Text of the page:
Rehabilitation and Prosthetic Services
Finding A New Voice After Cancer
By Randy D. McCracken
Friday, July 23, 2021“First year I was in a real funk. I was vain and the operation changed the way I looked,’ said Arthur Daniels, “It was only after I met another cancer survivor who took the time to help me that I felt better- that’s when I stopped feeling sorry for myself.”
The operation Daniels needed to save his life – a total laryngectomy in which the larynx (voice box) is removed and the trachea (airway) is separated from the mouth and nose results in a person having to breathe through a small hole at their neck known as a tracheal stoma - changed more than his looks, it also changed his life.
“It changes so much - the way you speak, smell, swallow” said Arthur Daniels, an Army Veteran who needed this procedure for treatment of throat cancer. “It changed my entire lifestyle.”
Without the ability to close the vocal cords, many patients like Daniels lose the ability to smell and taste, have difficulty lifting objects, and in some cases difficulty swallowing food or liquids.
After surgery and recovery Mr. Daniels was able to successfully return to work in Engineering Service of the Gainesville VAMC. In addition to the physical demands of being an engineer, Arthur needs be very careful to avoid dust and fumes from entering his lungs when working in the VA Medical Center. He helps protect himself by placing places a small filter, also known as heat and moisture exchange designed to replicate the functions of the nose, at the stoma.
A New Voice
“I used to have a commanding voice – I woke and I couldn’t even whisper, said Daniels. “The transition was tough, especially because if the work I do that requires so much communication through talking.”
Once the voice box is removed, the individual can no longer speak using the vocal cords however Veterans who undergo this procedure have several different options to regain their voice. In Mr. Daniel’s case, his surgeon placed a small opening between the trachea and the esophagus. Then a small round plastic tube (a voice prosthesis) was placed to keep the hole open and to allow air to flow into the esophagus. The air then vibrates the top of the esophagus to create a sound for speaking.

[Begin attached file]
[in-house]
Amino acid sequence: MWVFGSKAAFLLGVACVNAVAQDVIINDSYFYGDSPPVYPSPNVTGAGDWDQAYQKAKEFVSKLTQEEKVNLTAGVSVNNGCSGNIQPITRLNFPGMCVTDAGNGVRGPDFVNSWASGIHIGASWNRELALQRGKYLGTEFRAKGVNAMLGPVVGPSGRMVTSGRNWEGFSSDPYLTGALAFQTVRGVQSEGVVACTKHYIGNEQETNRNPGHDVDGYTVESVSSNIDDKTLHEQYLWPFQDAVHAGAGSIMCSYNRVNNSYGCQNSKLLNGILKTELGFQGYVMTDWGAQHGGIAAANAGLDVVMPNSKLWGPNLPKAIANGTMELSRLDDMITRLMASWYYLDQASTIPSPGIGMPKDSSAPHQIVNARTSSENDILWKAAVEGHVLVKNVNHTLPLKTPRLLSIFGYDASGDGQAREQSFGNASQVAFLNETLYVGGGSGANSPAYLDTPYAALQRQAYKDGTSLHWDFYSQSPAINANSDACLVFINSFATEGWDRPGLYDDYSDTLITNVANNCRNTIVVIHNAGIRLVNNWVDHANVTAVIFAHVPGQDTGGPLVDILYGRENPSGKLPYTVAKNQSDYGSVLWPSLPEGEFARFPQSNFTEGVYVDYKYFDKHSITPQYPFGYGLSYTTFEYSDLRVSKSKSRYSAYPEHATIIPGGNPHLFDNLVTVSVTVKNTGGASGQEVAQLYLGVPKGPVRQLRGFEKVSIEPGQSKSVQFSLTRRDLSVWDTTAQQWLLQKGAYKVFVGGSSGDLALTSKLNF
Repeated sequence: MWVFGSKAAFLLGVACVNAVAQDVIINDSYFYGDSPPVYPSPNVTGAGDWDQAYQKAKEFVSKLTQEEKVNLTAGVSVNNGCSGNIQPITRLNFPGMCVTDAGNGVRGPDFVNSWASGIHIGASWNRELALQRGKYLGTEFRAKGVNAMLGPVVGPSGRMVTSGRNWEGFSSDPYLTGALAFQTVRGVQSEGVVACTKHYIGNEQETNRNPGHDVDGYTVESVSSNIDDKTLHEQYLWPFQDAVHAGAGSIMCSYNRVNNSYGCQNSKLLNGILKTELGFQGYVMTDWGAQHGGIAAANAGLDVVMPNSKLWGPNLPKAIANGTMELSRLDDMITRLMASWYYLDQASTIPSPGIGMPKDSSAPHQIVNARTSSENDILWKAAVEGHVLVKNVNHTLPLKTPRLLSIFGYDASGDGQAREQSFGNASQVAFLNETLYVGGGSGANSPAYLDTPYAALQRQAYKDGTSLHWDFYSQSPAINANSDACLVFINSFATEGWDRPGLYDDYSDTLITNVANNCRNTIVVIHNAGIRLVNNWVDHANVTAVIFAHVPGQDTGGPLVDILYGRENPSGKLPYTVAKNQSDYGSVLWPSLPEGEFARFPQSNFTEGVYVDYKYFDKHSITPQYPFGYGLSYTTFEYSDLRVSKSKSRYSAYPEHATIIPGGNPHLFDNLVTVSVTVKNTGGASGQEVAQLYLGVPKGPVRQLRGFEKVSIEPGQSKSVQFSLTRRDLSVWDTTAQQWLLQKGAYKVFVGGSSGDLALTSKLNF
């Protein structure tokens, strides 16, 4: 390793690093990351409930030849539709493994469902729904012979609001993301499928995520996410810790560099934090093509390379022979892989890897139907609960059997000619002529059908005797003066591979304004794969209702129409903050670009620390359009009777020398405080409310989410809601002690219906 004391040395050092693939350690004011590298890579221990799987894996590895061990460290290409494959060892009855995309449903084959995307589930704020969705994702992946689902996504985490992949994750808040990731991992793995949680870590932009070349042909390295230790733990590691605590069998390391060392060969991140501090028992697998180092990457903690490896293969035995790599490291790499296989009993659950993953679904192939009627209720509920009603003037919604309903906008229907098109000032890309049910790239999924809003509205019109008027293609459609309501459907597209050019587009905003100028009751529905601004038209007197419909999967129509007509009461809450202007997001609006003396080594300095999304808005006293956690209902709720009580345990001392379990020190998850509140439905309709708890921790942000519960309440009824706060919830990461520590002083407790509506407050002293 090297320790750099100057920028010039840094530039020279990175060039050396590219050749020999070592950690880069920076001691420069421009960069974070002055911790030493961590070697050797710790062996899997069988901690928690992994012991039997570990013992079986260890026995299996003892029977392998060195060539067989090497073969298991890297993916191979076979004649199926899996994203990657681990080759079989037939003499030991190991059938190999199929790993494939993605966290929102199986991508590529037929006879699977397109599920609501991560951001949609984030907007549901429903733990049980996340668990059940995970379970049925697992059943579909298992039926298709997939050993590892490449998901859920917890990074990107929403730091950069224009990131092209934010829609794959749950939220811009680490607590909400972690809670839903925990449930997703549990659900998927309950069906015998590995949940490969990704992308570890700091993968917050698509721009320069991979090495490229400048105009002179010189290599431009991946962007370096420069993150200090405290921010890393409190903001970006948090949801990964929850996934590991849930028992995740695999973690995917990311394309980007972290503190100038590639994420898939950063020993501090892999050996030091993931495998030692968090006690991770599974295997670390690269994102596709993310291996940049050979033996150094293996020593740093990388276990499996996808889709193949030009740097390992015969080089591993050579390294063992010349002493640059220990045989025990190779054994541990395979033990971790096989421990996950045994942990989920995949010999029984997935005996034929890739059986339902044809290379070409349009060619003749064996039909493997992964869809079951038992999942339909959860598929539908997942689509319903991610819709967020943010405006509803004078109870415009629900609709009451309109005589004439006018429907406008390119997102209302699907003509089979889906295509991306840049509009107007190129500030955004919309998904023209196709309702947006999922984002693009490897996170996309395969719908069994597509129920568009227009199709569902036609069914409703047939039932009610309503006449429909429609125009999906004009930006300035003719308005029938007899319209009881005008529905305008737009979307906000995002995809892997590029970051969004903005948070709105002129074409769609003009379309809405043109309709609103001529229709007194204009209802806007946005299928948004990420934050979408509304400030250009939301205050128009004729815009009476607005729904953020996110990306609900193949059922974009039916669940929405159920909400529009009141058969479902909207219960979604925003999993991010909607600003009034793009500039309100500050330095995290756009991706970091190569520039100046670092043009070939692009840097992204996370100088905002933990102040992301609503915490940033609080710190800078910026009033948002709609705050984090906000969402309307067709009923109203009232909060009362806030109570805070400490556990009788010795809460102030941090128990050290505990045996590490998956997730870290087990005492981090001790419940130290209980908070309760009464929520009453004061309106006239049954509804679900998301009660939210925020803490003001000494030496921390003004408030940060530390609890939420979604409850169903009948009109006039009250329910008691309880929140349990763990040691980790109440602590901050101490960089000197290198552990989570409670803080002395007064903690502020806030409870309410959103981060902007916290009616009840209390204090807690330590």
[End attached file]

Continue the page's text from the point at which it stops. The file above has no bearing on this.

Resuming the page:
The initial voice prosthesis needed to be changed after swelling went down following surgery and now Arthur averages 3 to 4 months of use before he needs a replacement.
“Veterans are very fortunate to have access to a wide range of devices and supplies to assist with communication and breathing,” said Paula Sullivan, Speech Pathologist and member of the head and neck cancer team at the Gainesville VAMC. “Mr. Daniels has been able to demonstrate the ability to return to an active work and social lifestyle following a total laryngectomy.”
“Arthur is an ideal patient,” continued Sullivan. “I love this man – he is doing more than taking care of himself, he is taking care of others.”
In the years following his surgery, Mr. Daniels continues to go out of his way to talk with and encourage other Veterans scheduled for a laryngectomy and provides support after surgery.
“I tell them this is not good or bad, it’s just different. Sure, some people chose not to understand people like me when we have to use an artificial voice, or they are not patient as we communicate but that happens everywhere. We often discount people in life if they don’t talk the way we want – if they use incorrect words or have an accent we don’t like. I tell other Veterans that it will be fine, we just drive on.”
Paula is thankful for Mr. Daniel’s willingness to volunteer and noted that “Veterans always appreciate the opportunity to talk to someone who has experienced the same surgery and challenges to recovery.” She indicated that Mr. Daniels is available around the clock to meet with a patient or family members and she is eternally grateful for assistance.